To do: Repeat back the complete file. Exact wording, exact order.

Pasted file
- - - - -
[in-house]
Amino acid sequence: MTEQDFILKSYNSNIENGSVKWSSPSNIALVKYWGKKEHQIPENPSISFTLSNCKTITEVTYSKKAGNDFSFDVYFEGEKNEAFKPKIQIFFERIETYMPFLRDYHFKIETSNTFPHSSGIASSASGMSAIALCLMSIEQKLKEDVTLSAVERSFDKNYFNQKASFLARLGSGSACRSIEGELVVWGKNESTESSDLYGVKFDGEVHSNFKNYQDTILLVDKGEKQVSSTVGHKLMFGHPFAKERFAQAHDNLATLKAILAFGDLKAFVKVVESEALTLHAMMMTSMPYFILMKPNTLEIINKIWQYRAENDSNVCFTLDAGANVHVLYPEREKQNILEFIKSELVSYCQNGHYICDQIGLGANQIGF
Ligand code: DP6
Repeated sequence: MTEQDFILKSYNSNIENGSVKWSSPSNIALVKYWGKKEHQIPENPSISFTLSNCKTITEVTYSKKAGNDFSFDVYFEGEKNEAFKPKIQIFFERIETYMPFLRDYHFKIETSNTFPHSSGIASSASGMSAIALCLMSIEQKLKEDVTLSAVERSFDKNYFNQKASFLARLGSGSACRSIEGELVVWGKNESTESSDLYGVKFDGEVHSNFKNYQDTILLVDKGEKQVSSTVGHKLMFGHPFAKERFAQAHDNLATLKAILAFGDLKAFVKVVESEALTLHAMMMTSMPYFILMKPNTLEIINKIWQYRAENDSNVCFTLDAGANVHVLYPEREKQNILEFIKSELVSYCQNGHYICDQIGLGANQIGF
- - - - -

[in-house]
Amino acid sequence: MTEQDFILKSYNSNIENGSVKWSSPSNIALVKYWGKKEHQIPENPSISFTLSNCKTITEVTYSKKAGNDFSFDVYFEGEKNEAFKPKIQIFFERIETYMPFLRDYHFKIETSNTFPHSSGIASSASGMSAIALCLMSIEQKLKEDVTLSAVERSFDKNYFNQKASFLARLGSGSACRSIEGELVVWGKNESTESSDLYGVKFDGEVHSNFKNYQDTILLVDKGEKQVSSTVGHKLMFGHPFAKERFAQAHDNLATLKAILAFGDLKAFVKVVESEALTLHAMMMTSMPYFILMKPNTLEIINKIWQYRAENDSNVCFTLDAGANVHVLYPEREKQNILEFIKSELVSYCQNGHYICDQIGLGANQIGF
Ligand code: DP6
Repeated sequence: MTEQDFILKSYNSNIENGSVKWSSPSNIALVKYWGKKEHQIPENPSISFTLSNCKTITEVTYSKKAGNDFSFDVYFEGEKNEAFKPKIQIFFERIETYMPFLRDYHFKIETSNTFPHSSGIASSASGMSAIALCLMSIEQKLKEDVTLSAVERSFDKNYFNQKASFLARLGSGSACRSIEGELVVWGKNESTESSDLYGVKFDGEVHSNFKNYQDTILLVDKGEKQVSSTVGHKLMFGHPFAKERFAQAHDNLATLKAILAFGDLKAFVKVVESEALTLHAMMMTSMPYFILMKPNTLEIINKIWQYRAENDSNVCFTLDAGANVHVLYPEREKQNILEFIKSELVSYCQNGHYICDQIGLGANQIGF